Johnnie B. Mack goes home

Johnnie B. Mack at her 90th birthday party in 2015

 

ST. PETERSBURG – Community activist Johnnie B. Mack departed this life Tuesday, Dec. 6 at St. Anthony’s Hospital.

Born August 17, 1925, in Waynesboro, Ga., to the late Homer Washington and Mary Curtis, she received her education in Burke County, Ga., and was united in marriage to the late Johnnie James Mack in Louisville, Ga.

At an early age, Mrs. Mack gave her life to Christ. She joined Robin Grove Missionary Baptist Church in Waynesboro, Ga., and when she moved to St. Pete in 1957 she subsequently joined Galilee Missionary Baptist Church, where she worked faithfully with the youth program and sung in the choir.

She continued her spiritual journey at Mt. Calvary Missionary Baptist Church, Greater St. Paul Missionary Baptist Church, Bethel Community Church and Mt. Zion Progressive Missionary Baptist Church.

Mrs. Mack began working at age 14. She held various jobs over the years, including working at a funeral home and as a nurse at in both Georgia and Mercy Hospital here in St. Pete.

After leaving the nursing profession in 1958, she began working in private homes as a domestic worker, where she retired after 23 years.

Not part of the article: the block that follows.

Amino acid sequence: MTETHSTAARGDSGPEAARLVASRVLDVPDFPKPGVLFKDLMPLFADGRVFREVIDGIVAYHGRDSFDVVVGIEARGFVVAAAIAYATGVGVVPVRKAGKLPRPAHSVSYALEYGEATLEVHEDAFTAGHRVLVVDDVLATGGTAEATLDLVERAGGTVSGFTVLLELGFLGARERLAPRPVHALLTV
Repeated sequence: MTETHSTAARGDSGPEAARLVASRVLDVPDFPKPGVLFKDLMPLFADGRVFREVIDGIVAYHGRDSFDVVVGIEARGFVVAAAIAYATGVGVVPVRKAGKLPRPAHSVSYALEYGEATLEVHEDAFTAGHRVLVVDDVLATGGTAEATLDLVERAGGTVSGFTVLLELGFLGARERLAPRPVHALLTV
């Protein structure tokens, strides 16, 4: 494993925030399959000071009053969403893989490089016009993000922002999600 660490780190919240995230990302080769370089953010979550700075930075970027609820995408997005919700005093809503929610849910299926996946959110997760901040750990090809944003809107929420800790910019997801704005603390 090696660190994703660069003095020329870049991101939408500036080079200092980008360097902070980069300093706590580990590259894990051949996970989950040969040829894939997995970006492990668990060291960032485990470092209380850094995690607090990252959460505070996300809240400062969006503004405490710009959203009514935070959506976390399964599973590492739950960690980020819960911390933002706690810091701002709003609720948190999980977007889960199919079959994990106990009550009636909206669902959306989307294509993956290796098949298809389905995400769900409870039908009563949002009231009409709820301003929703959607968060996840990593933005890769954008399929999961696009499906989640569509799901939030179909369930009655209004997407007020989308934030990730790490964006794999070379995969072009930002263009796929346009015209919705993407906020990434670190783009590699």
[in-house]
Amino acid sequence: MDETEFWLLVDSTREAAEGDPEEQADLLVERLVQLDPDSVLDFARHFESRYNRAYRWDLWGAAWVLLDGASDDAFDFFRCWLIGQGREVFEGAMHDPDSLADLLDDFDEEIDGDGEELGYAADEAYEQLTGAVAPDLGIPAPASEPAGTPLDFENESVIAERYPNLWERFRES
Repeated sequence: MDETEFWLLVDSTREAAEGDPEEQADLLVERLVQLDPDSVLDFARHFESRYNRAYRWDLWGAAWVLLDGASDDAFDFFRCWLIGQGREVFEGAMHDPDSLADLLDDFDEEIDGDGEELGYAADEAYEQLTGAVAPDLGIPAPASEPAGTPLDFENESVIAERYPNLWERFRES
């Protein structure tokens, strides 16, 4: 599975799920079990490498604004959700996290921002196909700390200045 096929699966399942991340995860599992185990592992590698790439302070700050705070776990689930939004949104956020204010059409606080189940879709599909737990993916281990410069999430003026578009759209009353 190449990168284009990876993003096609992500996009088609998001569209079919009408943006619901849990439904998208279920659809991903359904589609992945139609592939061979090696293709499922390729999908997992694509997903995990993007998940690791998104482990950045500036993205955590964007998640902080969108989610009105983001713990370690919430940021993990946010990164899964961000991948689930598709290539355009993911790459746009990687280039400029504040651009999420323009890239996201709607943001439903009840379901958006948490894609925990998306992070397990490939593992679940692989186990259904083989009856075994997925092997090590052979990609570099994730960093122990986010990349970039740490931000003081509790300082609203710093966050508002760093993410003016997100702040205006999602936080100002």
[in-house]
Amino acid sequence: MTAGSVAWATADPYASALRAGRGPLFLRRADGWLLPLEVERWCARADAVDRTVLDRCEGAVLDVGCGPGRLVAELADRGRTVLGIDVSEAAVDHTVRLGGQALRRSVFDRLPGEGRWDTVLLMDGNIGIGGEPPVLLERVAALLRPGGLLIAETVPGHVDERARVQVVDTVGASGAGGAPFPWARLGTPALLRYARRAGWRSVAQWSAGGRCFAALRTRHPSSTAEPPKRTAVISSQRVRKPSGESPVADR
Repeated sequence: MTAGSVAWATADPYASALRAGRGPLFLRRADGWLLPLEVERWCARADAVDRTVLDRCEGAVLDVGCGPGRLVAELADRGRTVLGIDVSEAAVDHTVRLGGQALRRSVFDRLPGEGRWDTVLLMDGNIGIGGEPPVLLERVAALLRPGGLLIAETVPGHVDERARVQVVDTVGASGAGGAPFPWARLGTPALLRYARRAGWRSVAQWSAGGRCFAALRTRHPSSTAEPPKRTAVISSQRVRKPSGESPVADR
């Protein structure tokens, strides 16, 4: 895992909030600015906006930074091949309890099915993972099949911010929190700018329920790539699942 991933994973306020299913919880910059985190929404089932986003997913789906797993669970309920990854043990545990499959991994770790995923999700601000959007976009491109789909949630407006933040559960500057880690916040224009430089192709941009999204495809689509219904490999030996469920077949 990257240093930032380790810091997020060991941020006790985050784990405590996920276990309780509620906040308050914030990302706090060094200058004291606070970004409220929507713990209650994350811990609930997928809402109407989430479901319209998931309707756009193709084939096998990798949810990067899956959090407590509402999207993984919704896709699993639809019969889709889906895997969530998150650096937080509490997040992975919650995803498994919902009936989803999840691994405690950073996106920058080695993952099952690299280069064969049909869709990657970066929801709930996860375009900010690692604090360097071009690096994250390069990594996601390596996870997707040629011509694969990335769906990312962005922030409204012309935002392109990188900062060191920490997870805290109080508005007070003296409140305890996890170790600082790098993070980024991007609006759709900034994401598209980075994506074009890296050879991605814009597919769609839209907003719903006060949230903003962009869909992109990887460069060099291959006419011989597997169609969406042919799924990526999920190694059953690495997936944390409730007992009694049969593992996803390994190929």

In 1970, Mrs. Mack became a community organizer and activist. Interested in crime watch, she even appeared with George Kennedy on a TV series documentary about crime in America.

She began working with residents and city leaders to establish the first neighborhood association in 1970. In that same year, she was elected president of the Fruitland Heights Neighborhood Association and president of ICA. For 41 years she was a constant fixture as a volunteer for the City of St. Petersburg Police Department Resource Center.

She logged countless hours of volunteer work, and in 2005 she was among 100 community volunteers recognized by the police department for having contributed more than 26,000 volunteer hours, saving taxpayers and estimated $456,425.

Mrs. Mack also traveled the state of Florida speaking out against drugs, participated in anti-drug marches and received many awards for service to the community.

Johnnie leaves behind four children to cherish her memory: Dorothy Wilson, Linda Mack-Bivens, Kenneth Mack and adopted son Clarence Wilson; and four grandchildren: Dexter Drake (deceased), Avery Bivens, Kendalyne Mack and Kenneth Mack, Jr.

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